PENARTH Town Council has called for the opening hours for a proposed all-weather multi-functional hockey pitch at Stanwell School to be cut to minimise disruption to local residents.
Councillors said the proposed opening hours of 8am until 9.30pm Monday to Friday, as well as 9am until 5pm on weekends and Bank Holidays, were “excessive” and should be cut back to 7pm on weekdays and earlier on weekends.
During the planning and transportation committee meeting on Thursday night, June 19, a number of local residents raised concerns about parking problems, noise and light pollution, and the proposed pitch being rented out to third parties.
One Stanwell Road resident said he was not opposed to the pitch as he wanted it to improve sports facilities for the whole community, but he was questioning the need to rent it out to third parties after school day hours and the disruption it would cause to local residents in the evenings up until 9.30pm.
He added that away teams would be “very disruptive in surrounding roads” and cited the example of two buses colliding in the area last year.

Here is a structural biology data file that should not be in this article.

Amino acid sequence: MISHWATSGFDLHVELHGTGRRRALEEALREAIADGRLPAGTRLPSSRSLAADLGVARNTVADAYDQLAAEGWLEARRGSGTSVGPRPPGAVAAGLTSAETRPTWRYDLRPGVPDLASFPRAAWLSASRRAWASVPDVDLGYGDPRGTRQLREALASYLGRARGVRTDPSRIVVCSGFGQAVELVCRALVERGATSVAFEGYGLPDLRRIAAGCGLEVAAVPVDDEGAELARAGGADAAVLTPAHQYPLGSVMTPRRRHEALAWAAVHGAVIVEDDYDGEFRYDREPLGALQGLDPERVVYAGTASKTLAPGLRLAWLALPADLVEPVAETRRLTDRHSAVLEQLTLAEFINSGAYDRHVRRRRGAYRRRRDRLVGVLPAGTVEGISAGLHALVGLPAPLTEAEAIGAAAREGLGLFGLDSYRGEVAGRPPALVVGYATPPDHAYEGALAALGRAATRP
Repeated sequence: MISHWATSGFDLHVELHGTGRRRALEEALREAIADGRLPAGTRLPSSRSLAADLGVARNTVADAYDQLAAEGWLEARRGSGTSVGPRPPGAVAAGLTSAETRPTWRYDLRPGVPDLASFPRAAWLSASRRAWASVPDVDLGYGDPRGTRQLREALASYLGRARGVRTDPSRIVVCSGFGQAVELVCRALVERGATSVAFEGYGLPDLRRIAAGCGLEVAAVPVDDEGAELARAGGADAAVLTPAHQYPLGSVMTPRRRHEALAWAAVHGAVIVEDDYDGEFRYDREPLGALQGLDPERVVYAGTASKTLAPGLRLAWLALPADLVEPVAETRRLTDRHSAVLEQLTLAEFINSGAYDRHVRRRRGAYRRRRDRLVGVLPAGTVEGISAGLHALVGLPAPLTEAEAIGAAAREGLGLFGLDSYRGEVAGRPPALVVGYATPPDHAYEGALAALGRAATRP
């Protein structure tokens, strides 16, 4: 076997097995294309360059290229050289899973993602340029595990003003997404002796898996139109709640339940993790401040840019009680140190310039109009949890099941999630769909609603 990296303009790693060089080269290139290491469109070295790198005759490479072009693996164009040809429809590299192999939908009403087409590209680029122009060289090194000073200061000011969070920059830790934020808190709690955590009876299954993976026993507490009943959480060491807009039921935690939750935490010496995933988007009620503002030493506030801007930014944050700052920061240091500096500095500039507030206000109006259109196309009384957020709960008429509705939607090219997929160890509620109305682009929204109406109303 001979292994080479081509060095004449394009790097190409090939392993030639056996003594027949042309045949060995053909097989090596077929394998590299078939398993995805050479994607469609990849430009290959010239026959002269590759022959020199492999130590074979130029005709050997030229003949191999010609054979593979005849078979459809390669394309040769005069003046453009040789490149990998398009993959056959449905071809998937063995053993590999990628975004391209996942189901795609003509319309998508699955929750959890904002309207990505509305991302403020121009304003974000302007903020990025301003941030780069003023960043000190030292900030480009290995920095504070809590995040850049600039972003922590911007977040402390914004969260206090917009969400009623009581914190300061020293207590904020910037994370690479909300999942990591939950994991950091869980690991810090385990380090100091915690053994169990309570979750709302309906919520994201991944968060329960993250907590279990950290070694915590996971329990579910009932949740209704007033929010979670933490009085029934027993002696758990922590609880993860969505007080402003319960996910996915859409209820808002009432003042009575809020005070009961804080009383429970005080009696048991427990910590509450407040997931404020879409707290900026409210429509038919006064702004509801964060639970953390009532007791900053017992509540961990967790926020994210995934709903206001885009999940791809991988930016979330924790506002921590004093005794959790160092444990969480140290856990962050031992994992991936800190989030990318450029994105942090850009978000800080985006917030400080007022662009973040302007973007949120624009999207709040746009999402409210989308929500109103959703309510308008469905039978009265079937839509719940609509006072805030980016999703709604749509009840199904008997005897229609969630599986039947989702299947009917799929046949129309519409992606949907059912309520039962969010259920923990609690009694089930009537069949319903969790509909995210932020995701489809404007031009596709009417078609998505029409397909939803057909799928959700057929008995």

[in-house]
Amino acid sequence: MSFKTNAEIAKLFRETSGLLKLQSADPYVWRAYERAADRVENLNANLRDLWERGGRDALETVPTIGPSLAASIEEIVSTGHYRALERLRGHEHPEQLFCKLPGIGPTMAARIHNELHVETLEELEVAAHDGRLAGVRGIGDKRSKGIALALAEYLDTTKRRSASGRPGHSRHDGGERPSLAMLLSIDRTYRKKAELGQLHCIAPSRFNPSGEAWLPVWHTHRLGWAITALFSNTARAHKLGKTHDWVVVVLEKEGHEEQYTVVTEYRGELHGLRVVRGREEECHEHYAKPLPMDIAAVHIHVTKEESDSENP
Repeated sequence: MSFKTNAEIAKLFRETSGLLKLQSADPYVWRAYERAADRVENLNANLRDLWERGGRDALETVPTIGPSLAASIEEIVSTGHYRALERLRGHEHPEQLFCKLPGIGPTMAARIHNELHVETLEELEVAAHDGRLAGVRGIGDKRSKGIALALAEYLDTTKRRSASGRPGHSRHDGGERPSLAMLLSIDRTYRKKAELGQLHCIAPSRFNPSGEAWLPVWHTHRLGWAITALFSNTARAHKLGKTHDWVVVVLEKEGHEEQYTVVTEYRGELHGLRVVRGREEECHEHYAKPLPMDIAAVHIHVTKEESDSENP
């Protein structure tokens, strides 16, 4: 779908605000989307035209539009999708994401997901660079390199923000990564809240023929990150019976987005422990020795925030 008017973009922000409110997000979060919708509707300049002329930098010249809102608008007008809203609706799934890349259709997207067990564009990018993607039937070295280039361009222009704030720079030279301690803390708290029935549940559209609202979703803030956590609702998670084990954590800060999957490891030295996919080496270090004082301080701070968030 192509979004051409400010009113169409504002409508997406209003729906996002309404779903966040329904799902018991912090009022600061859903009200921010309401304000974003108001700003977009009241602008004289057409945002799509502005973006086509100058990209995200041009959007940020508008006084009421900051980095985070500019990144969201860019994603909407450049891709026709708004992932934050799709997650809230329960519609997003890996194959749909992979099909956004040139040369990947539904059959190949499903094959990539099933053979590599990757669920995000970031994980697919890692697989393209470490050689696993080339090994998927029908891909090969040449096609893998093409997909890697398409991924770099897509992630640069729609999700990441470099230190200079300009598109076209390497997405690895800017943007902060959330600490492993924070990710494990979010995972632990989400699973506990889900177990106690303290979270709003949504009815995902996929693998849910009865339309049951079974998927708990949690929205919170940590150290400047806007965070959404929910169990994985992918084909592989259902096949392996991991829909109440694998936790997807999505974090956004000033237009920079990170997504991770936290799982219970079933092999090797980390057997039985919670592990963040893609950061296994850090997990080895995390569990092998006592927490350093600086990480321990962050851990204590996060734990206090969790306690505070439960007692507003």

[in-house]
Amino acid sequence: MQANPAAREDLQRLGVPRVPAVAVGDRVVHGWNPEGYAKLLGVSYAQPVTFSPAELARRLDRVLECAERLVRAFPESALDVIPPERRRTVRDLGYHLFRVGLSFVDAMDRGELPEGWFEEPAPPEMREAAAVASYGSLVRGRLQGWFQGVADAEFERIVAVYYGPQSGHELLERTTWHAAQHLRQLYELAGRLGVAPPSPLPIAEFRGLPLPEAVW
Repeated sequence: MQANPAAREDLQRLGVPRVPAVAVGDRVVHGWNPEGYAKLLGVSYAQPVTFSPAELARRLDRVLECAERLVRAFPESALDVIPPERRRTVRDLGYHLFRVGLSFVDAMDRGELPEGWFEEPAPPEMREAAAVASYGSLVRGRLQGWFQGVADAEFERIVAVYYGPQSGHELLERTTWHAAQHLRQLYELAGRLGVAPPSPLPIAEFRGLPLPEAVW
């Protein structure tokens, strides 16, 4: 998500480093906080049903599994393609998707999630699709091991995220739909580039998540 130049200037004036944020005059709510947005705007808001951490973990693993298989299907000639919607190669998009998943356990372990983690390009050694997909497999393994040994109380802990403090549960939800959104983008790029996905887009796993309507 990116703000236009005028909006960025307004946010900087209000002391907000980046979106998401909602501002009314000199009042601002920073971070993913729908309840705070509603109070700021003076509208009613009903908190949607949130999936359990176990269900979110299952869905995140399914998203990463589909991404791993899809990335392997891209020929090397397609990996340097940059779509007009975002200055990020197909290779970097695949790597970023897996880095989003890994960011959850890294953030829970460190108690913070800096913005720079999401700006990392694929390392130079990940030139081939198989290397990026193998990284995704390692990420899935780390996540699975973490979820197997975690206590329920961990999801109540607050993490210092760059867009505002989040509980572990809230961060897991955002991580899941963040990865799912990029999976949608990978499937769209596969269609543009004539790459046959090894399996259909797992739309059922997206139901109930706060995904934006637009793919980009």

“We are concerned about the noise at night, particularly when people leave the premises.”
He added that up to 7pm was the “perfect opportunity to provide these pitches to the community” and “anything after that really is a bit over the top”.
He added that he believed that the school was more concerned about revenue than local residents.
“We feel that in the past the school has treated Stanwell Road residents with a degree of disdain in favour of revenue. Revenue first, residents second.”
Councillor Philip Rapier, who represents the St Augustine’s ward, said that the hours “seem to be wrong and excessive” and that qualified people should look into whether the light and noise pollution would have “unintended consequences” for surrounding residents.
Councillor Michael Turner, who represents the Plymouth ward, said that he supported the pitch going ahead providing some sort of compromise over the timing. He added that the likes of Penarth Hockey Club could use it to their advantage.
After recently conducting a site visit to the school the councillors also recommended that tree planting should be considered to cut down on light and noise pollution, that there should be restrictions on parking, and that the Vale Council should look at the effectiveness of the flood lights in terms of light pollution.
Councillors Neil Thomas, Michael Turner, Philip Rapier and Michael Cuddy approved the recommendations, Cllr Clive Williams declared an interest as a school governor and left the room, and ‘twin-hatted’ Penarth and Vale Council councillors Mark Wilson, Janice Birch and Gwyn Roberts abstained so they could preserve their views and votes for the Vale Council planning committee.